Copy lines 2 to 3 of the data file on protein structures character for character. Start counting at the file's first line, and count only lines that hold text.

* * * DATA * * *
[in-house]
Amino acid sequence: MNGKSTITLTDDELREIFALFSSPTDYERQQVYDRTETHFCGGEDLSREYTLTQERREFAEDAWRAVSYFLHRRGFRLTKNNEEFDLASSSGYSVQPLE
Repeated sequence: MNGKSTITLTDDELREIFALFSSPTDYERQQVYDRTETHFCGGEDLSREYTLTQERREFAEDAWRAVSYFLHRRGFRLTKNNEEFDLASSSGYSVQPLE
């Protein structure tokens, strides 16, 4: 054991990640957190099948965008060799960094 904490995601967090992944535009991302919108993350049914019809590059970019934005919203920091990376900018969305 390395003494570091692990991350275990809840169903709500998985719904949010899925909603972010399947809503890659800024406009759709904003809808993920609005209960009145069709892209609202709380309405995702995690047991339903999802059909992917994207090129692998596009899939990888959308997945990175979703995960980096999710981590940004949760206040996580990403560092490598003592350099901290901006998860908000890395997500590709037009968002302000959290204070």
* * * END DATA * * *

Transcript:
Amino acid sequence: MNGKSTITLTDDELREIFALFSSPTDYERQQVYDRTETHFCGGEDLSREYTLTQERREFAEDAWRAVSYFLHRRGFRLTKNNEEFDLASSSGYSVQPLE
Repeated sequence: MNGKSTITLTDDELREIFALFSSPTDYERQQVYDRTETHFCGGEDLSREYTLTQERREFAEDAWRAVSYFLHRRGFRLTKNNEEFDLASSSGYSVQPLE